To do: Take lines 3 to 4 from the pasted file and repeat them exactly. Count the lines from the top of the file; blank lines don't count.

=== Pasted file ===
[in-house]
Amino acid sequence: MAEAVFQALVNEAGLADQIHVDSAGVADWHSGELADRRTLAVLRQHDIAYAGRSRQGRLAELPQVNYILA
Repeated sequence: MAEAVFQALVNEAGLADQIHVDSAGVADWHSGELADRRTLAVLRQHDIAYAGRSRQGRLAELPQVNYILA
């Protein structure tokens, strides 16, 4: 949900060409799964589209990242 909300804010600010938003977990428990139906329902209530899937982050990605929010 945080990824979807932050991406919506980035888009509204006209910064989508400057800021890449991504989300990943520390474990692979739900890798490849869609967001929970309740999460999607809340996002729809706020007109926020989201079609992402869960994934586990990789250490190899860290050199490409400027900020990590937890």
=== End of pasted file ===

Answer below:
Repeated sequence: MAEAVFQALVNEAGLADQIHVDSAGVADWHSGELADRRTLAVLRQHDIAYAGRSRQGRLAELPQVNYILA
């Protein structure tokens, strides 16, 4: 949900060409799964589209990242 909300804010600010938003977990428990139906329902209530899937982050990605929010 945080990824979807932050991406919506980035888009509204006209910064989508400057800021890449991504989300990943520390474990692979739900890798490849869609967001929970309740999460999607809340996002729809706020007109926020989201079609992402869960994934586990990789250490190899860290050199490409400027900020990590937890």